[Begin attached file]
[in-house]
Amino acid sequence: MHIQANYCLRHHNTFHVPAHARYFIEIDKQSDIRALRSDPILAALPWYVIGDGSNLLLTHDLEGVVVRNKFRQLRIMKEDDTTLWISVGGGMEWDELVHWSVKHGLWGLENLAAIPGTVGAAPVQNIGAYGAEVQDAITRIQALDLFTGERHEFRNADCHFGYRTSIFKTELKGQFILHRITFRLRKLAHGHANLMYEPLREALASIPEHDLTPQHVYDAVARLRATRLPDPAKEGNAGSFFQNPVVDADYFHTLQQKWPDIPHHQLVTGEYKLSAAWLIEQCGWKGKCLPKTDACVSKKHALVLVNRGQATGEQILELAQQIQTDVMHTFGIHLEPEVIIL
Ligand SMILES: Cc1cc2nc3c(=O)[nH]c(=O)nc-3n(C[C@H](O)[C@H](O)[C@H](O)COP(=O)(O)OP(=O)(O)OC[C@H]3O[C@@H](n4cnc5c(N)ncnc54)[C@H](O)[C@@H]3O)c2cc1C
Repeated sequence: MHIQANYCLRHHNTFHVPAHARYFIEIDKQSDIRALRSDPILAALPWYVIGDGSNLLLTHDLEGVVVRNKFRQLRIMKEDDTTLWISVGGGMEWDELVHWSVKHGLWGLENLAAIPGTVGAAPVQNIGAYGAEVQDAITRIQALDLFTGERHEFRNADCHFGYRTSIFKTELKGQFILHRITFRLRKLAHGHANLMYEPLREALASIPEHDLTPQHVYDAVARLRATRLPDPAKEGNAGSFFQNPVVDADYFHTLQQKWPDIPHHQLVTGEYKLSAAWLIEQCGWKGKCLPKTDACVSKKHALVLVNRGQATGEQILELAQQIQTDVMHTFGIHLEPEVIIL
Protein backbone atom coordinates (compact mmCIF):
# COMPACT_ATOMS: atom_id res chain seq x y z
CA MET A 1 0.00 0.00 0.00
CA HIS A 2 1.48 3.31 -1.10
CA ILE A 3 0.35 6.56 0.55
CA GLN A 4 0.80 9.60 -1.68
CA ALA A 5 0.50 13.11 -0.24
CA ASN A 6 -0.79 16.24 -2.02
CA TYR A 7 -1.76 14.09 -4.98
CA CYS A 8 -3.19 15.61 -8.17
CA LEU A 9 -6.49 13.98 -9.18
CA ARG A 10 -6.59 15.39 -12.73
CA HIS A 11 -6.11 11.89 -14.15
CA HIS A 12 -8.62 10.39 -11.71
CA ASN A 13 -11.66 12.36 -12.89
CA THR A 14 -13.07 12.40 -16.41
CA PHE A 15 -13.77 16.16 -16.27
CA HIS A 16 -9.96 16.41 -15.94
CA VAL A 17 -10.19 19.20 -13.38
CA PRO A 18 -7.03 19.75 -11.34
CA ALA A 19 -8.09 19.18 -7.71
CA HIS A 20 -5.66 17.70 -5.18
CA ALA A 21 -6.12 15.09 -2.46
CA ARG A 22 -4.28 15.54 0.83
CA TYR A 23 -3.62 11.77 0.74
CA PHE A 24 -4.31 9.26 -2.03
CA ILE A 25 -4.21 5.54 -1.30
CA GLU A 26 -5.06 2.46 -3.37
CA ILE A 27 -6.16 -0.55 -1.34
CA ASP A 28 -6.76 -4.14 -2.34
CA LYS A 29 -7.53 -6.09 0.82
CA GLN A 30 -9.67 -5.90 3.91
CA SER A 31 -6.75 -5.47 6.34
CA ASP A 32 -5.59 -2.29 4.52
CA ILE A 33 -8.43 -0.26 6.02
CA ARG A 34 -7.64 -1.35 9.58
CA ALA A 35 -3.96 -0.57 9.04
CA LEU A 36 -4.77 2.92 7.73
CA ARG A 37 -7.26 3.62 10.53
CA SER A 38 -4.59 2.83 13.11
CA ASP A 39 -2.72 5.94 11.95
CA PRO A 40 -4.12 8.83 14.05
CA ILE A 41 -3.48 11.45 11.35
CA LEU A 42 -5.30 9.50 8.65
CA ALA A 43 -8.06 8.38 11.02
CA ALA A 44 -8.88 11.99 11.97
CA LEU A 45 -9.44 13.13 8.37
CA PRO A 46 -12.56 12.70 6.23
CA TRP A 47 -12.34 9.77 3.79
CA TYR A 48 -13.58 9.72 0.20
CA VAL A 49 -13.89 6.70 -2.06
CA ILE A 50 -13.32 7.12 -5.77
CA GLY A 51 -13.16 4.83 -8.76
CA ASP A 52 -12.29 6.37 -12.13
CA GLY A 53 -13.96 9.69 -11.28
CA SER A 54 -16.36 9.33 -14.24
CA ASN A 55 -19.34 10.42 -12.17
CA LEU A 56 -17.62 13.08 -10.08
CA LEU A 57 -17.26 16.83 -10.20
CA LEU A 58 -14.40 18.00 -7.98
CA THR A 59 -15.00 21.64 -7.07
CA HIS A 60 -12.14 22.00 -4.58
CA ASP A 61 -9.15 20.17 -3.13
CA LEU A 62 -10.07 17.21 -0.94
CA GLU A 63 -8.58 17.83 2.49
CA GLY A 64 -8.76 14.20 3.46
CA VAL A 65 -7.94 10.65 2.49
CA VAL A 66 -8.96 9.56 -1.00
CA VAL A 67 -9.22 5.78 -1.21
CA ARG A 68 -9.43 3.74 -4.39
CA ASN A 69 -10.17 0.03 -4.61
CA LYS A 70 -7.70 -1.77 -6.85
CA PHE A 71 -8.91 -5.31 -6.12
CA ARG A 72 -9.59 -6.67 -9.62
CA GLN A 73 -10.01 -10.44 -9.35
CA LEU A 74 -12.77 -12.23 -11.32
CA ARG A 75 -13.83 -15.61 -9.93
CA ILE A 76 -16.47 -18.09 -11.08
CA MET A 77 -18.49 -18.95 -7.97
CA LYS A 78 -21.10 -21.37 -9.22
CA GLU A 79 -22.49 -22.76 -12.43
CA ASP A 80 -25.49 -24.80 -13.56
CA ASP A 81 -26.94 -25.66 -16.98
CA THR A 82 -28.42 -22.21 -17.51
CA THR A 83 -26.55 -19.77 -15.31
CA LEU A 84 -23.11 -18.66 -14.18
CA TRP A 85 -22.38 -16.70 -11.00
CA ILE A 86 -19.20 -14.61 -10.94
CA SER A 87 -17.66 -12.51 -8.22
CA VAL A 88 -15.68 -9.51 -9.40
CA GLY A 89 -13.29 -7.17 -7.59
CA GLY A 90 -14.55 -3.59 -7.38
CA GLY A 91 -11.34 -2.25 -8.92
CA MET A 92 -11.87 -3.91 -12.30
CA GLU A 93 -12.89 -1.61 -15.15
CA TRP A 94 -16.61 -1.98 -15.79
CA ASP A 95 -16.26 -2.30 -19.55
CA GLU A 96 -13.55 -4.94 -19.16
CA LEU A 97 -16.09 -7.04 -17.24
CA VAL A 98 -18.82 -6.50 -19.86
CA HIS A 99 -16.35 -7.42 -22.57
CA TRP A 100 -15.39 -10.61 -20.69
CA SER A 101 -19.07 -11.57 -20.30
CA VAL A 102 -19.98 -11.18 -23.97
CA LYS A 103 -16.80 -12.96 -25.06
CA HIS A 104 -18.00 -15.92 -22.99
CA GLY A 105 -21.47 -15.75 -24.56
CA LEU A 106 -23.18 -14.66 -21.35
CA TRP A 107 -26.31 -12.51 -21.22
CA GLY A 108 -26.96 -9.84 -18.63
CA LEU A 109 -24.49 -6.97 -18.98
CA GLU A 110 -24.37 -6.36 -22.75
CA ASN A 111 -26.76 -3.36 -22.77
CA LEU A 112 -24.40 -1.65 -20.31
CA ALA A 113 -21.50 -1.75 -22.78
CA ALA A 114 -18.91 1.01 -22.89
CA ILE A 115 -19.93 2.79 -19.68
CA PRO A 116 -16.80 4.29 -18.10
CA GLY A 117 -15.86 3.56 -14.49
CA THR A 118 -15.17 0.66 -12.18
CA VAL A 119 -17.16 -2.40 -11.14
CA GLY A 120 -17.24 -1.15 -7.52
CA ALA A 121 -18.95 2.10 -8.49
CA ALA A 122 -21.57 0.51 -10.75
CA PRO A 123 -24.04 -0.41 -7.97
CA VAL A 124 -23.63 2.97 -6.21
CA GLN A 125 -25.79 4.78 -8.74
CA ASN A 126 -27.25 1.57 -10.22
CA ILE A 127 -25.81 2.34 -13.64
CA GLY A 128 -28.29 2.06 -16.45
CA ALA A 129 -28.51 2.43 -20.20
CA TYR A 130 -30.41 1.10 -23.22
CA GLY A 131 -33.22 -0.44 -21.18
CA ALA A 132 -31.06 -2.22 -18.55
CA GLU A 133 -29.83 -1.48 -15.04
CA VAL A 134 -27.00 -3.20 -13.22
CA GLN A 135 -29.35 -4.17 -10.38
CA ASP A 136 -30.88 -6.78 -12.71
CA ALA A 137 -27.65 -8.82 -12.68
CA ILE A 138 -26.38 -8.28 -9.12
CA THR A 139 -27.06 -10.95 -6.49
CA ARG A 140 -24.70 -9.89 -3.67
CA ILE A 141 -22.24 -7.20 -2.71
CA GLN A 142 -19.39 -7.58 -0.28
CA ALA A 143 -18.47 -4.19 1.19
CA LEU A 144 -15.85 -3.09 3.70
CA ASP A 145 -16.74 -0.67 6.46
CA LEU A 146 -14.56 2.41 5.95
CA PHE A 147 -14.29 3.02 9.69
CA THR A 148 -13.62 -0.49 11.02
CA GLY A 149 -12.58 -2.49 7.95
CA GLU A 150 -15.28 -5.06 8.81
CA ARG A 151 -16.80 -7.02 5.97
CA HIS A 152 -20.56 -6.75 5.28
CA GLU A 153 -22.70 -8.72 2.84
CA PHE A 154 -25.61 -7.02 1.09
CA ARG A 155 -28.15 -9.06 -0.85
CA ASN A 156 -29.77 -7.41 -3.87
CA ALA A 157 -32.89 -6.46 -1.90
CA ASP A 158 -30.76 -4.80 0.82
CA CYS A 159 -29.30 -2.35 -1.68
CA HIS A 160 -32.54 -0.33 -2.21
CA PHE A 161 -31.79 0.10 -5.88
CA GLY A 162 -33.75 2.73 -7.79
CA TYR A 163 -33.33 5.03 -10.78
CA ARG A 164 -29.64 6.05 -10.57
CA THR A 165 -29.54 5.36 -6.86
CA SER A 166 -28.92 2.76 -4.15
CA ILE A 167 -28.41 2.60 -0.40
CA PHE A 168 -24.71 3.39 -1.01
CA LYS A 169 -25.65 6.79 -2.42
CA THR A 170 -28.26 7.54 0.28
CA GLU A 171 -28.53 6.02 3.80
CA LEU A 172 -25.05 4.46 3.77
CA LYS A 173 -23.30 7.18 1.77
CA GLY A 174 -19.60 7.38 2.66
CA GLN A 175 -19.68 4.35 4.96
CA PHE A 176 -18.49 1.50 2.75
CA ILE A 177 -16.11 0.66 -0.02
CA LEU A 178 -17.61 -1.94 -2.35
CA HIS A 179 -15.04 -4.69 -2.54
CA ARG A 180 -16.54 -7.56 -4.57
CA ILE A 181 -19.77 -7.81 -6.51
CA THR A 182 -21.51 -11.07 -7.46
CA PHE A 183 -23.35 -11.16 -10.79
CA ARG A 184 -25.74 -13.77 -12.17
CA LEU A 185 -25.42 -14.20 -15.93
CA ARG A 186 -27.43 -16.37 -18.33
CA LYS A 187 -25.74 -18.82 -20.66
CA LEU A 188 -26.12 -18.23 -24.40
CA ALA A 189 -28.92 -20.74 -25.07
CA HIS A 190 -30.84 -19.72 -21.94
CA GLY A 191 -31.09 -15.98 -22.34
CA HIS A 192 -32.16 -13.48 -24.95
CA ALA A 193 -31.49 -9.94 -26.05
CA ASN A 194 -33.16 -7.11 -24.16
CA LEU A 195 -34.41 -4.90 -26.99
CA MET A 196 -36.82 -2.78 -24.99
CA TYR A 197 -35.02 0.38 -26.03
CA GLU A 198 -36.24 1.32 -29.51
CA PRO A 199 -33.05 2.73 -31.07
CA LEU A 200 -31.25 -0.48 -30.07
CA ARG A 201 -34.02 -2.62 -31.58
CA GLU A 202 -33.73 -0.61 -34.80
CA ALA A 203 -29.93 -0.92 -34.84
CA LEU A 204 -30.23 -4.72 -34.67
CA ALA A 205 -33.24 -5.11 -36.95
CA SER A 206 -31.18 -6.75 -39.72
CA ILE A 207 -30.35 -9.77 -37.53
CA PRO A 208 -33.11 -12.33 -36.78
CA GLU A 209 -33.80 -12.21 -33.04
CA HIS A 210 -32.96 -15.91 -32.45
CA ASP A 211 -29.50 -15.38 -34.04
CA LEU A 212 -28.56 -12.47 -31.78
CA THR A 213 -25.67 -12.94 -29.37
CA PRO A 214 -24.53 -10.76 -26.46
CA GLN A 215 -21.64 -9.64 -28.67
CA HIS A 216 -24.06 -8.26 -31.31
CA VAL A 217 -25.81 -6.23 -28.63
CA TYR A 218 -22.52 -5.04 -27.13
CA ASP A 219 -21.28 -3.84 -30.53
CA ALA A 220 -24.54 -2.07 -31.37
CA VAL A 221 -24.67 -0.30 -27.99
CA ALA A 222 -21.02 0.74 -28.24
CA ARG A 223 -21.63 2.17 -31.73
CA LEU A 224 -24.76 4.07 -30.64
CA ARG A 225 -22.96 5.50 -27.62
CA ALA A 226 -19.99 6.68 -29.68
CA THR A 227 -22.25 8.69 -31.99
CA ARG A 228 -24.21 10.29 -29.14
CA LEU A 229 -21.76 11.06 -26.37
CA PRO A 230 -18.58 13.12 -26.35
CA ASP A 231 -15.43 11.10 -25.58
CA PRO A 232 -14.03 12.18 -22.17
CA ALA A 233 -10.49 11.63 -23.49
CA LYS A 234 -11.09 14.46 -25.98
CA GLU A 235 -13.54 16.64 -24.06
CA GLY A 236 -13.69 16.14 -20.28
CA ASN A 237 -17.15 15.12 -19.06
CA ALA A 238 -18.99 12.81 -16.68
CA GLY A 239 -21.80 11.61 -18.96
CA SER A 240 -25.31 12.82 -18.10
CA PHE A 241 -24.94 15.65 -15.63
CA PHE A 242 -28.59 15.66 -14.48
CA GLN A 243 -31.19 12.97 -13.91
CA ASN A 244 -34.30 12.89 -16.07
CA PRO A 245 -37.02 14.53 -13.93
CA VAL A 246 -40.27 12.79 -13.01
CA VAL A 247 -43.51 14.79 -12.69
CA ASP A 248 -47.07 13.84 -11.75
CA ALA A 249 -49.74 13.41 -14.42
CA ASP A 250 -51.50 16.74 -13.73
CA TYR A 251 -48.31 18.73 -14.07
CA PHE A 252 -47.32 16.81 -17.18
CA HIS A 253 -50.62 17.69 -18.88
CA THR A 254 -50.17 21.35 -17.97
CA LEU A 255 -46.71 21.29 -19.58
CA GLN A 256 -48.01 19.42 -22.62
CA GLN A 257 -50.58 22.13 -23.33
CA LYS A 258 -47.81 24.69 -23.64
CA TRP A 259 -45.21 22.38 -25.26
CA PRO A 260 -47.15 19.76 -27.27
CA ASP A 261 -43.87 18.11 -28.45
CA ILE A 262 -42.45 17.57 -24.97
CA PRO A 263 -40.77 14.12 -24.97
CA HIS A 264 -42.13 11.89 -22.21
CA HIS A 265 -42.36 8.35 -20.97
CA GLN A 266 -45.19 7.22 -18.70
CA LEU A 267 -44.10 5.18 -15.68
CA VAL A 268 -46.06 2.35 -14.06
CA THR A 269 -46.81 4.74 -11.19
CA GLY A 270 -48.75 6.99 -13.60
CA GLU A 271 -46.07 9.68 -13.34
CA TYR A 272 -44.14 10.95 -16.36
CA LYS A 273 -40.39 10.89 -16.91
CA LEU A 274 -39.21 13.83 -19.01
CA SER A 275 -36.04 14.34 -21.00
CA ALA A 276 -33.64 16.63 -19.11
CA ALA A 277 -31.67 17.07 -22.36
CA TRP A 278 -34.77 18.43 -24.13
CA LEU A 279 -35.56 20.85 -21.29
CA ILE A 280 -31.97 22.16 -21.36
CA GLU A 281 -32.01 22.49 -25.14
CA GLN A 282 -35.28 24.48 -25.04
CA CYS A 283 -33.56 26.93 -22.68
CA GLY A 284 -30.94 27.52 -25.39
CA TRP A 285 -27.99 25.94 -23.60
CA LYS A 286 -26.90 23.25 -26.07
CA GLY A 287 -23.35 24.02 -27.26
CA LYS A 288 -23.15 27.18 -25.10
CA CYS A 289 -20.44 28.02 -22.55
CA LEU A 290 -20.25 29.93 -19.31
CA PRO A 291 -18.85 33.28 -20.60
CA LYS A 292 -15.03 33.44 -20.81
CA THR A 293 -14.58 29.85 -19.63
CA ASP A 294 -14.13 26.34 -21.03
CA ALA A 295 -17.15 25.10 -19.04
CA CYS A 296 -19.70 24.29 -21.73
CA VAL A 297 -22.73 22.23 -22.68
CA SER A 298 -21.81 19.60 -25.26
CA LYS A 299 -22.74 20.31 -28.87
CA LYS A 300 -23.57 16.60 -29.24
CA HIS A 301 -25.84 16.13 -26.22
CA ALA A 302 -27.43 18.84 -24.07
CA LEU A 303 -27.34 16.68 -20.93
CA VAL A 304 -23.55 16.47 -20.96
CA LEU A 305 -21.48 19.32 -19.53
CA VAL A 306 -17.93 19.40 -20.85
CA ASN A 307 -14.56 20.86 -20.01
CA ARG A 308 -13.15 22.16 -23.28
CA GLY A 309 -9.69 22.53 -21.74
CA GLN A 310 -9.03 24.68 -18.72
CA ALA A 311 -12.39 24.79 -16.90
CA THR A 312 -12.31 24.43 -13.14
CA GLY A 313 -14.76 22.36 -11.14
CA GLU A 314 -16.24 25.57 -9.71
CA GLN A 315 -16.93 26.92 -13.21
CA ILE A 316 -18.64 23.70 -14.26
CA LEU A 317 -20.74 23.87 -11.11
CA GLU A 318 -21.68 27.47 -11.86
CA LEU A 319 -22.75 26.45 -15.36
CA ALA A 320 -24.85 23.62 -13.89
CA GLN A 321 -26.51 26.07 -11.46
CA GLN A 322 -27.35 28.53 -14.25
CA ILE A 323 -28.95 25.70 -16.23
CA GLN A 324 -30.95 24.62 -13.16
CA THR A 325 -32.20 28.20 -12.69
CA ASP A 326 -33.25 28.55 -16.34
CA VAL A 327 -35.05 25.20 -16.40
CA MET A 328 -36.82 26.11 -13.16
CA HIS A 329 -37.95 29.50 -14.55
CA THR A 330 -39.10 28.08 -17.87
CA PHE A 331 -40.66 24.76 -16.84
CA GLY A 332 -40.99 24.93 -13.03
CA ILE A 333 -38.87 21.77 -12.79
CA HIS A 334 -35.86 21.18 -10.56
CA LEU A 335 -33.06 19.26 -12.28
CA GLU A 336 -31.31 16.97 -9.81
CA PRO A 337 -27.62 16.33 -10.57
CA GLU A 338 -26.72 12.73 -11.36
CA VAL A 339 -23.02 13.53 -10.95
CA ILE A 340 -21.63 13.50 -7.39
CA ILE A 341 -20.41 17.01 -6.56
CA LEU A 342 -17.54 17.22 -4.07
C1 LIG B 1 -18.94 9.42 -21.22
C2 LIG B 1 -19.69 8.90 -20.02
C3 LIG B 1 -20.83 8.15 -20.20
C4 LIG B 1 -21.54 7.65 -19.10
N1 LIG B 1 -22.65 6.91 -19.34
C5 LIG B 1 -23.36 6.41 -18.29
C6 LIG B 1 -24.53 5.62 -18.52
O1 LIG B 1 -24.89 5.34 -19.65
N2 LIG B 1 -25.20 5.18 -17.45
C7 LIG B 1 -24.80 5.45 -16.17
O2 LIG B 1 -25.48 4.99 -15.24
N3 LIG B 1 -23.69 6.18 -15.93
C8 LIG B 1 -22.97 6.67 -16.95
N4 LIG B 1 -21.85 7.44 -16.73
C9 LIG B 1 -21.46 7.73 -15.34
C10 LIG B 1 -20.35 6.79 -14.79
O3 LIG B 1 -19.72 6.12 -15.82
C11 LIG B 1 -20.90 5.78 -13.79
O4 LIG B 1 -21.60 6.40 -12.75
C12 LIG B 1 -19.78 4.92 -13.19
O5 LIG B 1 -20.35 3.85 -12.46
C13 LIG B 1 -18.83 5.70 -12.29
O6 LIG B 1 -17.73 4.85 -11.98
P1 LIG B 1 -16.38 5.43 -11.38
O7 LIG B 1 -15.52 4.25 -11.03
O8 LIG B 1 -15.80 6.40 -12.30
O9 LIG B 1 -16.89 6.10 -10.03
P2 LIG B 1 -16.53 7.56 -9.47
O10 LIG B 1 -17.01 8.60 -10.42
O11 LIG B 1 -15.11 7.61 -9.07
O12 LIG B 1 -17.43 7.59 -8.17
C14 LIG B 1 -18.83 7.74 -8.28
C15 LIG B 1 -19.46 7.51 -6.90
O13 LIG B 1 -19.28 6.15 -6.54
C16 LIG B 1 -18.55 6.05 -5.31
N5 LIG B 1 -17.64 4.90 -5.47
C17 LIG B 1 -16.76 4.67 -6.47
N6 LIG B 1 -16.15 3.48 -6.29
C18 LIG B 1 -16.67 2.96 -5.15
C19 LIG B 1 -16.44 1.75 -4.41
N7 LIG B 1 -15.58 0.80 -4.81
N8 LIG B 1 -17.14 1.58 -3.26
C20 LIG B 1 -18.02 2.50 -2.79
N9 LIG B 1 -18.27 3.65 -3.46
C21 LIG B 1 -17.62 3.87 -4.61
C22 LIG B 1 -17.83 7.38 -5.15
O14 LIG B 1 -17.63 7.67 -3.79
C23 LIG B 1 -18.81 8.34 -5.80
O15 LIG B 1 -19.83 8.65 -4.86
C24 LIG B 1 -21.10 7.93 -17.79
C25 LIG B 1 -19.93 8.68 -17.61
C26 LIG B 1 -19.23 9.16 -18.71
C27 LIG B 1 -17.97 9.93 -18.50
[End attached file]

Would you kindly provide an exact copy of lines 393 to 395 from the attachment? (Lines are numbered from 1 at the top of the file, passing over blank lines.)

C21 LIG B 1 -17.62 3.87 -4.61
C22 LIG B 1 -17.83 7.38 -5.15
O14 LIG B 1 -17.63 7.67 -3.79